But things are changing. Gierach's  bohemian aspect is being challenged because fly fishing is now becoming a mainstream activity. I've known two people who had to choose between fly fishing or golf as a #1 activity. Golf is the great social sport but fly fishing really never had that kind of element but now...

1. I had the feeling back in the 80's when Jane Fonda said that when she dies she wants to come back as a Montana fly fishing guide that the things were going bad. Here are some other observations that are disturbing:

2. I've known some fly fishers that like to leave freestones at dusk. That's why we have tailwaters!

3. I've known some  fly fishers who don't like to travel alone on a trout stream. (I had one guy who asked if I was afraid to meet any weird people out here. My response was that they are more afraid of me!) The BEST fly fishers that I know always seem to fish alone. They will meet people and old friends on the stream but still fish mostly alone.

4. I've known some  fly fishers who can't stop talking about equipment. This is understandable with newbies  (or golfers) but you would like to think that they would outgrow this stage and realize that there are fly fishers who will out fish them with a broom handle BECAUSE it's SKILL that matters, not equipment. Will six inches of rod length and one size lighter in line REALLY make a difference? I know of one individual in the fly fishing business who doesn't like the Swift because it's too crowded and people talk too much!!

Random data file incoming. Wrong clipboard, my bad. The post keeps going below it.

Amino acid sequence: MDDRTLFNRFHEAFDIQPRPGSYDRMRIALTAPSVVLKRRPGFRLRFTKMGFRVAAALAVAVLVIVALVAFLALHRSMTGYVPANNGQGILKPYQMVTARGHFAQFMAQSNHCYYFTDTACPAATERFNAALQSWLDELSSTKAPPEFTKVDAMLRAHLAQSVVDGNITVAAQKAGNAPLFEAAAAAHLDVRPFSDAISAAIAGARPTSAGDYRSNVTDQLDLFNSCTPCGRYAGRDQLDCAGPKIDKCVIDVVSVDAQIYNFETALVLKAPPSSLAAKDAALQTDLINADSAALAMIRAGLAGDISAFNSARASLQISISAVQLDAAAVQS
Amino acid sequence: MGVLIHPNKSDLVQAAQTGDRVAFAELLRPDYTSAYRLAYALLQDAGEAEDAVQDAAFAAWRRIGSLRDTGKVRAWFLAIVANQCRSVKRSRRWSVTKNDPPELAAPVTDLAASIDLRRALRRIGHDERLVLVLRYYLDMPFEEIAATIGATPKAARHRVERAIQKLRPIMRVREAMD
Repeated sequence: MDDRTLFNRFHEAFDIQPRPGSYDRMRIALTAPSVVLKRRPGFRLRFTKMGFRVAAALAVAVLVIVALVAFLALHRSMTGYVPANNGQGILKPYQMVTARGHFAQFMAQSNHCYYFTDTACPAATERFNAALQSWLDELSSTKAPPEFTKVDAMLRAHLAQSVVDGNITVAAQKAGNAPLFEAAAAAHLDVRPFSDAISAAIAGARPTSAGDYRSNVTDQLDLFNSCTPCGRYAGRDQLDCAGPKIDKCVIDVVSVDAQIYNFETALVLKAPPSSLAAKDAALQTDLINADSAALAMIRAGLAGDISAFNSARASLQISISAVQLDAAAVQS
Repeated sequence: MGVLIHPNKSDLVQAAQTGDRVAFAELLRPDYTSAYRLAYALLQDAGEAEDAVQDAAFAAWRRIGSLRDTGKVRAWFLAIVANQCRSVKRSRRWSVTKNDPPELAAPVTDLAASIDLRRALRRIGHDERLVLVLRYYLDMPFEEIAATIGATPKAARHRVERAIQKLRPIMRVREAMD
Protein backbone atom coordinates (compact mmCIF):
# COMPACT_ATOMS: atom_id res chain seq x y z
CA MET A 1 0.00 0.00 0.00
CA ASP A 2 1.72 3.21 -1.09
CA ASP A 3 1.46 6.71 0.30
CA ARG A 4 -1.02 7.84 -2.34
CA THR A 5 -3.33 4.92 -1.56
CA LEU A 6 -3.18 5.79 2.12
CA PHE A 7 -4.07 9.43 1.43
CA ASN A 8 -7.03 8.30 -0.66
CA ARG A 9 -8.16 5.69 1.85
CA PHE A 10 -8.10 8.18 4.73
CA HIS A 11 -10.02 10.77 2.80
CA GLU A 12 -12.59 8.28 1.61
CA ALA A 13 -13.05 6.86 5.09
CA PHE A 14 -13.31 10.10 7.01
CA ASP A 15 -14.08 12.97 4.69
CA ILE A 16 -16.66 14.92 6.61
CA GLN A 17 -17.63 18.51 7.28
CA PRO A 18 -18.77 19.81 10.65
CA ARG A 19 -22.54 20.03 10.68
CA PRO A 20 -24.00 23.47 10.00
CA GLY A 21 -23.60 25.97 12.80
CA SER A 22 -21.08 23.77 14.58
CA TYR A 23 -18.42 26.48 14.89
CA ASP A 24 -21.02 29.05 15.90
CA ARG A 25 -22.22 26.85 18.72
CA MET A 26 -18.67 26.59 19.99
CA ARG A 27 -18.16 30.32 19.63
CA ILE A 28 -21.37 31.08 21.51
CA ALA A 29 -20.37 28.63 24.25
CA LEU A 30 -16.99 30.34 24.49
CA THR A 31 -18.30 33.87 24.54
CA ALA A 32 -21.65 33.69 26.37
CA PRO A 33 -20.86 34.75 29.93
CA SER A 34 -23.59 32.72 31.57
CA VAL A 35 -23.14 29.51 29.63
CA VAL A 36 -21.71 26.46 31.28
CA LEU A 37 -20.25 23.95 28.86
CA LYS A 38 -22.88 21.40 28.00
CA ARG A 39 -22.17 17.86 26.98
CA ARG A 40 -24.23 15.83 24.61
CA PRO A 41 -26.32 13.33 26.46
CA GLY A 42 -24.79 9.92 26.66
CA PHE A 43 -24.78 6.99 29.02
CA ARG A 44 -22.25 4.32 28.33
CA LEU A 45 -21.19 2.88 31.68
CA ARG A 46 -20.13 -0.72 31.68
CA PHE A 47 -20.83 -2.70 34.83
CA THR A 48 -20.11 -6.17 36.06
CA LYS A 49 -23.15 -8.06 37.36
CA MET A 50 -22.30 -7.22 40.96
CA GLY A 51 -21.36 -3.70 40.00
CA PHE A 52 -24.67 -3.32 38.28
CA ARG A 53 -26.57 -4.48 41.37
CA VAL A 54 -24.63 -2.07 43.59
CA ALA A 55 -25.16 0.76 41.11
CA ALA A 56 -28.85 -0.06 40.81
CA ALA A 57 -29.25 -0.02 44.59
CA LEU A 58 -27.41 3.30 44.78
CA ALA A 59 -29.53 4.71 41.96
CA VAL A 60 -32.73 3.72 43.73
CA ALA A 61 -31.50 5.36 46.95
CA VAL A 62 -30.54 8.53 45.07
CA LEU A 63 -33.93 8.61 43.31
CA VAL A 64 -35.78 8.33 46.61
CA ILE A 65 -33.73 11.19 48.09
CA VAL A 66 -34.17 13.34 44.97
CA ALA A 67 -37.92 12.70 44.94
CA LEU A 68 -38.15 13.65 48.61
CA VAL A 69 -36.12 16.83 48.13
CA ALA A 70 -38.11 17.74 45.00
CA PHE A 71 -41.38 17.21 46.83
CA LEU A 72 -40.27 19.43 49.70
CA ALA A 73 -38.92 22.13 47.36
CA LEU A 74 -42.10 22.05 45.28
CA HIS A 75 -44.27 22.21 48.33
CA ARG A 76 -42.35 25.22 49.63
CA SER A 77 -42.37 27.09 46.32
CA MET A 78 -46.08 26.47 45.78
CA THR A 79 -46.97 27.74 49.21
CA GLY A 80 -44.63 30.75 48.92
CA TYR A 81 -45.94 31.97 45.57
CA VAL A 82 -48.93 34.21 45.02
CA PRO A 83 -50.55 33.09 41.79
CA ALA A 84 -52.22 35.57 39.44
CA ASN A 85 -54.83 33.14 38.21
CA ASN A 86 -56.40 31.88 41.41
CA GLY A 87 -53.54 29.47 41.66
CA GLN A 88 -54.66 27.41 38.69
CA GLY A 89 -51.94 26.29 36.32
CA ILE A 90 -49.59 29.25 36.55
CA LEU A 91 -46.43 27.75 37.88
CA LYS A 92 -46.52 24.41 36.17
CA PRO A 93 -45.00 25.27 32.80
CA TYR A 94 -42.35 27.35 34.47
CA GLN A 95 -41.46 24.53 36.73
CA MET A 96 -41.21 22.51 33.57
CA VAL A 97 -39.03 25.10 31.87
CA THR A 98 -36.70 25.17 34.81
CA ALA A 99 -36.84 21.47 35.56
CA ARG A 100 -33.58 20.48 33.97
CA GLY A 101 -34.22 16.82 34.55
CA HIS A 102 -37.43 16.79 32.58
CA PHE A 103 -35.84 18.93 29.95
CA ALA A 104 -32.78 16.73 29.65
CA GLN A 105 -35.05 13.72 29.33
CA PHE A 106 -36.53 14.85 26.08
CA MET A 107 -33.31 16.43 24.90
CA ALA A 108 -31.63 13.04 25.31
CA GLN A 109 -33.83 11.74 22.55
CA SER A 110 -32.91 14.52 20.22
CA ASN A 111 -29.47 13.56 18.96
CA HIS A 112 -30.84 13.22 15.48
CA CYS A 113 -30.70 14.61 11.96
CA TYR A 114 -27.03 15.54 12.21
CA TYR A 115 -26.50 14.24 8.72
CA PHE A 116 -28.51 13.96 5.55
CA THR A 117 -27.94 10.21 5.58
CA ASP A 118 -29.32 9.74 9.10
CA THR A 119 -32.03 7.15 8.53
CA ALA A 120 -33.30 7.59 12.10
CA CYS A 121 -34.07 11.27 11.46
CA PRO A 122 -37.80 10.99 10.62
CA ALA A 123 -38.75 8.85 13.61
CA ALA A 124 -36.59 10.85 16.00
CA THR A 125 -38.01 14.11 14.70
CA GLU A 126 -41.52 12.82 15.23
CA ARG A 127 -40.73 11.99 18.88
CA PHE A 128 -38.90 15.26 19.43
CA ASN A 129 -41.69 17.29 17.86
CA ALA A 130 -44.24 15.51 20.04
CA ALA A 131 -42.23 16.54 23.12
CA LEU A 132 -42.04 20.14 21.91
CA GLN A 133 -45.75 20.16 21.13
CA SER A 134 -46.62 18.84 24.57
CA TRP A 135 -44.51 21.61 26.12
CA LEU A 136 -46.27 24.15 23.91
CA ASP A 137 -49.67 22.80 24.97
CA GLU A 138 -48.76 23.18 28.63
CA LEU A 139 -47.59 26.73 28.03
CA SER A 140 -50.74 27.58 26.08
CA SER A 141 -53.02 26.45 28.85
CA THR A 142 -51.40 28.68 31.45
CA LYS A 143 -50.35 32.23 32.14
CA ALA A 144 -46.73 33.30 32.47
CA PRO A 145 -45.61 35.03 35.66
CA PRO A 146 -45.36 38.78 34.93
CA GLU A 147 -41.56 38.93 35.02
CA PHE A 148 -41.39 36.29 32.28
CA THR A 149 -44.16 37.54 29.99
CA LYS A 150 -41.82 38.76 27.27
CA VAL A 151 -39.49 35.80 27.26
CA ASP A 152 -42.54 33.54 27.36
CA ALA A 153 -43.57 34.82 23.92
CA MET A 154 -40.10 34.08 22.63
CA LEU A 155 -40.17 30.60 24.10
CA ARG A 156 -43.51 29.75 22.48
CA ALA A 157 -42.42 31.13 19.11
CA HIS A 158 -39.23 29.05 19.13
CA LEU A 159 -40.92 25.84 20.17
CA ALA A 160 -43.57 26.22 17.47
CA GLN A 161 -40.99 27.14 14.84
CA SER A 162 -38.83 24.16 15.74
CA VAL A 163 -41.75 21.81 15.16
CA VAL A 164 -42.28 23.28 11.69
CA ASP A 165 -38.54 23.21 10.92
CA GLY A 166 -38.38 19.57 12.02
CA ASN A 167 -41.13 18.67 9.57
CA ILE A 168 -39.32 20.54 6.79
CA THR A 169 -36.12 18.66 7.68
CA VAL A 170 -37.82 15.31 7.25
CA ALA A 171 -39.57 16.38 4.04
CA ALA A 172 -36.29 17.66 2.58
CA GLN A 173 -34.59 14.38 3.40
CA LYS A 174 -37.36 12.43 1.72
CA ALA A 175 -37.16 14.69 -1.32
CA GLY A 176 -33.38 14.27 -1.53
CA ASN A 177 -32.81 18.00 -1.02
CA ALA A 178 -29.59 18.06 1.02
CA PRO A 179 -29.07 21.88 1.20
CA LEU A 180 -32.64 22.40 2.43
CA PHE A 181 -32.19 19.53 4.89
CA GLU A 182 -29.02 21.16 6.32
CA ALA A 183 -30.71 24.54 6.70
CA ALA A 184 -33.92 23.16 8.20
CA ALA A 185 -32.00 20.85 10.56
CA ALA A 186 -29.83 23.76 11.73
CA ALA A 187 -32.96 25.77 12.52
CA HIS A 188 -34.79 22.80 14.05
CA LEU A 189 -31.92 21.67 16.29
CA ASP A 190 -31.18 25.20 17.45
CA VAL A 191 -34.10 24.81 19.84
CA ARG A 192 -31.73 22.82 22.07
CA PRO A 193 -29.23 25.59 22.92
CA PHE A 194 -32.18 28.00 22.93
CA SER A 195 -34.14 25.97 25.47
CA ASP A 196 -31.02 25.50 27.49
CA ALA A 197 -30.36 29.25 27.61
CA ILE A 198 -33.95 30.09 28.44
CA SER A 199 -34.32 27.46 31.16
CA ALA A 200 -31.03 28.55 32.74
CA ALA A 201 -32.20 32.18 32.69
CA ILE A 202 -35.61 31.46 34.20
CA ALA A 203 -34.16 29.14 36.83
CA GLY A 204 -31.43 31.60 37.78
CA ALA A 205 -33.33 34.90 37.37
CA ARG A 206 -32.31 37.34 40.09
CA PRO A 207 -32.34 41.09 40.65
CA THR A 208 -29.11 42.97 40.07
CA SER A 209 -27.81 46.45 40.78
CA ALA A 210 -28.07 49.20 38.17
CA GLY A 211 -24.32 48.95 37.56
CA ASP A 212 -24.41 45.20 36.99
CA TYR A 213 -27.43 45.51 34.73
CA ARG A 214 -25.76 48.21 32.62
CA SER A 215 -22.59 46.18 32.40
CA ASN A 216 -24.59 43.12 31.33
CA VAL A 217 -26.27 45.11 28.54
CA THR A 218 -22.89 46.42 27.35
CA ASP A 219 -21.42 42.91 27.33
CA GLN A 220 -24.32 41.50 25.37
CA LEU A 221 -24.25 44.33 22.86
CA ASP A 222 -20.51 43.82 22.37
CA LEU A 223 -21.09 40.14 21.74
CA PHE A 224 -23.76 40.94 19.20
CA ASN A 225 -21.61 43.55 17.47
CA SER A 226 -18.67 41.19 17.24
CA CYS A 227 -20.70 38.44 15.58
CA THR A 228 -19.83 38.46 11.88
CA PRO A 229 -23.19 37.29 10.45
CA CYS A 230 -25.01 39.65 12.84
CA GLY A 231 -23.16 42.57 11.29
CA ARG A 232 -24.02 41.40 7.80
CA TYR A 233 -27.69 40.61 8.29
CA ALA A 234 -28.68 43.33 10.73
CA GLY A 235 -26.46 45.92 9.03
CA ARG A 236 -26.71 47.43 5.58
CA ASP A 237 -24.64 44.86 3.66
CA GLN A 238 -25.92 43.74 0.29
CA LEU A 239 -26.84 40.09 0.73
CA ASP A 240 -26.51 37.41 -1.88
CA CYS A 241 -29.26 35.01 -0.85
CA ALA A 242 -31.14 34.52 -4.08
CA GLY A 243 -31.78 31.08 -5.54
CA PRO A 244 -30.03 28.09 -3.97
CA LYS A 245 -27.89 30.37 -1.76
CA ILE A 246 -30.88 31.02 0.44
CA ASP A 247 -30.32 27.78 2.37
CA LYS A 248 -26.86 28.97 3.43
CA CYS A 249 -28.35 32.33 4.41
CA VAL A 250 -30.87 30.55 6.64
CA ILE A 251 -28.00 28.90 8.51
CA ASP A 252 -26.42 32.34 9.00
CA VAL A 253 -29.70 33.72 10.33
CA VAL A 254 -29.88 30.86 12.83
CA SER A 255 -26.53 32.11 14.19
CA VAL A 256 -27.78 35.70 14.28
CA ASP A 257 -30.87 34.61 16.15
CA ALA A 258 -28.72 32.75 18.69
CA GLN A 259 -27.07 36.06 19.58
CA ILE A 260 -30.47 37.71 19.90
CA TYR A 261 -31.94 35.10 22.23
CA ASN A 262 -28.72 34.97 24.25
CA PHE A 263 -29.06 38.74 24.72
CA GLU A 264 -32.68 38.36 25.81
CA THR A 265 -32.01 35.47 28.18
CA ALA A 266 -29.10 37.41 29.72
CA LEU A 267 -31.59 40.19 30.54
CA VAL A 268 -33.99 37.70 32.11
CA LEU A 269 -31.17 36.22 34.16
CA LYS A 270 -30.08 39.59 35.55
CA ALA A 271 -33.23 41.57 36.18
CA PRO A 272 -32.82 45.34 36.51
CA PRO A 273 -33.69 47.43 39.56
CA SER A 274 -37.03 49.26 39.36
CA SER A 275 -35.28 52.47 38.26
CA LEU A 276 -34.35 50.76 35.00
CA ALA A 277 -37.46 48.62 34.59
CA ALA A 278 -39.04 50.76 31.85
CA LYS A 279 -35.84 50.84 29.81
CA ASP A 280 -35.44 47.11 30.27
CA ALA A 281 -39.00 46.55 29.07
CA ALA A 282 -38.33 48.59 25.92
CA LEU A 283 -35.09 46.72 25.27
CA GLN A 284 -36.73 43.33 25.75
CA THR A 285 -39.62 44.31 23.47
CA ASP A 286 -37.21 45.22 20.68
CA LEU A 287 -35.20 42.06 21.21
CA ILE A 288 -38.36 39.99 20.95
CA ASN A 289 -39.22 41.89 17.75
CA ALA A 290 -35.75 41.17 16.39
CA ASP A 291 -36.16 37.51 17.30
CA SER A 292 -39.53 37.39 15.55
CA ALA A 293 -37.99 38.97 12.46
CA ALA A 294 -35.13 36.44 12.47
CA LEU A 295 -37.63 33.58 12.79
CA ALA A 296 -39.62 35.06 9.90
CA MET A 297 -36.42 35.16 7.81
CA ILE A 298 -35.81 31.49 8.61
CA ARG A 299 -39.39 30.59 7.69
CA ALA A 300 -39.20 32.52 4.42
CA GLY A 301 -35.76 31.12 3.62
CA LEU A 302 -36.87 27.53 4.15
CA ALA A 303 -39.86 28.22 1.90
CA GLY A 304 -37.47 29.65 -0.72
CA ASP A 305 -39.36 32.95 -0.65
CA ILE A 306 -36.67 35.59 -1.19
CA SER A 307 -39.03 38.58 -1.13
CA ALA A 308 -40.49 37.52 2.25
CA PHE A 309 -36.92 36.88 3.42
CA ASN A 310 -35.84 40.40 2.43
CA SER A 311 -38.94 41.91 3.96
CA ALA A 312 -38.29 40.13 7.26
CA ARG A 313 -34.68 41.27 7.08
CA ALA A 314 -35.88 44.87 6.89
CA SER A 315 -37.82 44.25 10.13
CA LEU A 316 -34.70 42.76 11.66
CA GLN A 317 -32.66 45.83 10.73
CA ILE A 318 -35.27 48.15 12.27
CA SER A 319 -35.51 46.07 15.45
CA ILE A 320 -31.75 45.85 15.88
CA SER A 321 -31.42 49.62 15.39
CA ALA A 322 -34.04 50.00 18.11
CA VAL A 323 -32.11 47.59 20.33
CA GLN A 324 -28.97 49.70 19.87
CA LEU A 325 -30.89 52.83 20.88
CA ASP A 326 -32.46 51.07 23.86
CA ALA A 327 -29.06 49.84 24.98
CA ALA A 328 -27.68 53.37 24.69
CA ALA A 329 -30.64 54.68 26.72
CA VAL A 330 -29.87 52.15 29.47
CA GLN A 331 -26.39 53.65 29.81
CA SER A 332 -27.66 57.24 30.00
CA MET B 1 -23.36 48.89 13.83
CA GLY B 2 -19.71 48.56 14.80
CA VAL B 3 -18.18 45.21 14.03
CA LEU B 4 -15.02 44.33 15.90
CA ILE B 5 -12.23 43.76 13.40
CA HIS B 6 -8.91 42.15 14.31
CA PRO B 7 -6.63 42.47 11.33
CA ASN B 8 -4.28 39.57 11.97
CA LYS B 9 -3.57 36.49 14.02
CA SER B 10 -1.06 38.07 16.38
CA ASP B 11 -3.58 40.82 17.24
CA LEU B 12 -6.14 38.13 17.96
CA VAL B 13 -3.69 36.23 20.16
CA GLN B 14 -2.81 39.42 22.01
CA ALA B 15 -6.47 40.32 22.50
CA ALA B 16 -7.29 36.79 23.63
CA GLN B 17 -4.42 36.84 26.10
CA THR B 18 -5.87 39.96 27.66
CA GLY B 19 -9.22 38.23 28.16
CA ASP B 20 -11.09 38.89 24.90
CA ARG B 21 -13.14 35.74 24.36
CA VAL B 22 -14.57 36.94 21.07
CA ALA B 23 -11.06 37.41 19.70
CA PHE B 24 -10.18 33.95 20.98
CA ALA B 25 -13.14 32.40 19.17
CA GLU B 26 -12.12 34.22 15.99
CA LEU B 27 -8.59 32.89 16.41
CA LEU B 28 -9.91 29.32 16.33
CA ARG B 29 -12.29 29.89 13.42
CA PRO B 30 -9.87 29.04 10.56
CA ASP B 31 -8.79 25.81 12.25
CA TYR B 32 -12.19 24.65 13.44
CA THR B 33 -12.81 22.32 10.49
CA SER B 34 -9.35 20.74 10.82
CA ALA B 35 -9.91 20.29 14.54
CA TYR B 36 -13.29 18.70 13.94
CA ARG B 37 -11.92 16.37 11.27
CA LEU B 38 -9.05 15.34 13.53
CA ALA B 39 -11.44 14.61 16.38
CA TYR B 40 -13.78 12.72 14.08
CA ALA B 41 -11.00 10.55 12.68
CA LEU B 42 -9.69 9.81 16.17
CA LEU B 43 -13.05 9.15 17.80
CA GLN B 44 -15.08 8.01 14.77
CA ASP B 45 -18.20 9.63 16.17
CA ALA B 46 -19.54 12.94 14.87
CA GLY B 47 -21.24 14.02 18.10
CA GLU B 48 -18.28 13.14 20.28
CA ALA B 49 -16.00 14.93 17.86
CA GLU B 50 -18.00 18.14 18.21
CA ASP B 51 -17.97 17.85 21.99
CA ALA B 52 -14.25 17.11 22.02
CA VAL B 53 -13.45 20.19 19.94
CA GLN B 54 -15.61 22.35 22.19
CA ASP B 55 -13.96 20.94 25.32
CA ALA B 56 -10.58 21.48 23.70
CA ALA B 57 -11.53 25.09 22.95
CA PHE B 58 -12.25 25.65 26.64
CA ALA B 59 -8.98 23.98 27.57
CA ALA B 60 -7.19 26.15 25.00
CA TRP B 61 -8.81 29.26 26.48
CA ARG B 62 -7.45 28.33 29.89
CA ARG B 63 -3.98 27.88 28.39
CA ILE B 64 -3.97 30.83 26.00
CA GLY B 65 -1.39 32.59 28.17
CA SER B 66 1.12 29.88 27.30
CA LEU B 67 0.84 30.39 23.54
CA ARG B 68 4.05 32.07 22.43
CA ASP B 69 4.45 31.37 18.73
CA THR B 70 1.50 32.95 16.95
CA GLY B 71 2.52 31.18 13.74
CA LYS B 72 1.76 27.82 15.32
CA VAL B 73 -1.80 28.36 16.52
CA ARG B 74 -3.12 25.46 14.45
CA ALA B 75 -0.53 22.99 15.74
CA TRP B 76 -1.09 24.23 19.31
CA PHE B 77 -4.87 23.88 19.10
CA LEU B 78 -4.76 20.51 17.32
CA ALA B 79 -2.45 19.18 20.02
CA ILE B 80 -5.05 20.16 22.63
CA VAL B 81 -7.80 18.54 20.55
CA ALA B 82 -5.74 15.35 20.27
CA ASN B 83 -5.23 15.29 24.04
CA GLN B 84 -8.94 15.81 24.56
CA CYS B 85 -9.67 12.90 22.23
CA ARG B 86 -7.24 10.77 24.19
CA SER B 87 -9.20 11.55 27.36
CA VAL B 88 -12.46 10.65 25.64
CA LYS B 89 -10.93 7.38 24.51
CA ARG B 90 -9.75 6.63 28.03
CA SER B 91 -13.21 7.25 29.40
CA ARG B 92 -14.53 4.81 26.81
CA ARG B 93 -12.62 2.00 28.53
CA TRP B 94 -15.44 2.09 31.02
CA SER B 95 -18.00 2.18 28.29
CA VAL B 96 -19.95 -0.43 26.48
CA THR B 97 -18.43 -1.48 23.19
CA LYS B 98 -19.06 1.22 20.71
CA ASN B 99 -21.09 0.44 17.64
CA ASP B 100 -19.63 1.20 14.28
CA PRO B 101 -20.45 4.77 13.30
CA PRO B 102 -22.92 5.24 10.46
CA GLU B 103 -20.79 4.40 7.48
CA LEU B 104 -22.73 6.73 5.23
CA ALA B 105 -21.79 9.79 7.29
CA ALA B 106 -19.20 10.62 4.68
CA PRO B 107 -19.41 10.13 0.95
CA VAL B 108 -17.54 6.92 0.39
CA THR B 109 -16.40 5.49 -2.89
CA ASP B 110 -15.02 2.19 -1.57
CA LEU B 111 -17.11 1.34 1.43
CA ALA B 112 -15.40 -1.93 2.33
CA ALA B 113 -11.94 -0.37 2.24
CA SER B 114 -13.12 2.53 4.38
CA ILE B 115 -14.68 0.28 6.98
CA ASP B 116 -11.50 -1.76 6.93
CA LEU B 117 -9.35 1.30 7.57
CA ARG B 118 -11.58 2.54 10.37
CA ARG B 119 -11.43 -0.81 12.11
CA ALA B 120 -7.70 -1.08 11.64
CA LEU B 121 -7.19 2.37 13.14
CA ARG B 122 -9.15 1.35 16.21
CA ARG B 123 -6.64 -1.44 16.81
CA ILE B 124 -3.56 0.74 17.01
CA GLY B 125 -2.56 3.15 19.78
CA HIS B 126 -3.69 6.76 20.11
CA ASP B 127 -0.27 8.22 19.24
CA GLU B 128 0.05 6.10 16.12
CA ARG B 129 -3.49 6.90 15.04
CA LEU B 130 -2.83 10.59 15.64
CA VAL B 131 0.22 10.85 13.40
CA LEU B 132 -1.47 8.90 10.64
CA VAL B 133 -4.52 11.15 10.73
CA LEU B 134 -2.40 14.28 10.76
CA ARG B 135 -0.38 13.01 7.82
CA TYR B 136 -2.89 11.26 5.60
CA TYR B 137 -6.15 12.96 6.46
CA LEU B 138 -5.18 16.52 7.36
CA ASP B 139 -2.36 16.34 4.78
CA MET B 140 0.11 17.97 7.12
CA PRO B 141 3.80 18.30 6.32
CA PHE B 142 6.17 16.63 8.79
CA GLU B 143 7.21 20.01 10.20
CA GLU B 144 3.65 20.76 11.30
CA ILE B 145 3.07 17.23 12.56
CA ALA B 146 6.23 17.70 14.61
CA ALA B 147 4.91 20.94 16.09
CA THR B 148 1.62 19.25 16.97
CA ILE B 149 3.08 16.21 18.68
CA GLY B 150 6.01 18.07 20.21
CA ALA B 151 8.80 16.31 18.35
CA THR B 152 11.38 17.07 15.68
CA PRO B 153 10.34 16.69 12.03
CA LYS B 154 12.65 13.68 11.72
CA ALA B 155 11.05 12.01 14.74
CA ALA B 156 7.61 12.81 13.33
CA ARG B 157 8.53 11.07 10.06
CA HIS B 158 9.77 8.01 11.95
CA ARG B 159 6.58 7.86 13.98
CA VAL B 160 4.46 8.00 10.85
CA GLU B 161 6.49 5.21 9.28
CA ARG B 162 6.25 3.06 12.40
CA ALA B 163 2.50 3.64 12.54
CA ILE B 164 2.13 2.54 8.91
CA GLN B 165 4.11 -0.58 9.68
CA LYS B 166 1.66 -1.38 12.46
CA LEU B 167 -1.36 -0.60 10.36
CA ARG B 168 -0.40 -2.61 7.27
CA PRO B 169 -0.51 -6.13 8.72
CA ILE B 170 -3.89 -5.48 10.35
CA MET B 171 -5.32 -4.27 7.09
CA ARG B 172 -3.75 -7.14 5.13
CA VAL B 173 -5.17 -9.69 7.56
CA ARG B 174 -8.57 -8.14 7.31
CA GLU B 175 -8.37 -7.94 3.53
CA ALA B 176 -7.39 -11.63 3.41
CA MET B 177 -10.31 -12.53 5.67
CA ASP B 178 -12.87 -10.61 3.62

4. I've heard that fly fishers are the anglers that are the most devoted to their sport. I disagree because I've gotten to know some "dyed in the wool" surf casters that can claim that title and I don't mean seaworm dunkers but the guys that turn or mold their own plugs or work metal to build a lure.  They are the guys that follow the tides around the clock and will fish through the night if things look right. They are diabolical in their devotion and if you see one of them coming off the beach at dawn you will know what I mean!

Ok, I confess - I'm in my second week of a Florida vacation with temperatures in the 70's and 80's. The fishing has been "fair" to this point with blues creating the action. Yes, I know that New England's weather for the past week has SUCKED but adversity builds strength  so you will be better for it.  Just don't complain when it's 90 degrees in July.

My calendar is filling up quickly but I have dates available in April, May and June on 8 different rivers for 3 or 6 hour trips WITH NO ANNOYING DEPOSIT required and at prices that are the most reasonable.  Want to get away from the crowds?  Book a trip!!!!


Friday, March 16, 2018

Freestones Part 2 -The "Other" Westfield, The WB

A miserable concoction of wire and wool, a thing anyone could make in less than a minute, and which to the human eye has not the slightest resemblance to any living creature’. Frank Sawyer on his Killer Bug

The WB of The Westfield

I was suiting up on the banks of the West Branch of the Westfield when this pickup pulls up. "Any luck" the driver said. I said I was just getting ready and then asked the same question to him. I caught him! Been after him for two weeks". The "Him" was a rainbow about 22 inches that was caught and released and he did this on one of the most beautiful streams in western Massachusetts - The WB.

This river is truly a "branch" of the Westfield unlike the so called "East Branch" which is really the main stem of the Westfield (ask the Army Corp of Engineers, they'll tell you). The EB carries twice as much water as the WB which doesn't make it a branch at all. But even with half the volume it is just as good a trout river as the EB and maybe even better. First, this watershed runs through a fairly narrow valley meaning that the river is not that wide and spread out so it keeps its depth. Second, being a fairly narrow stream it benefits from the shade canopy. Maybe that's why it runs so cool in the summer.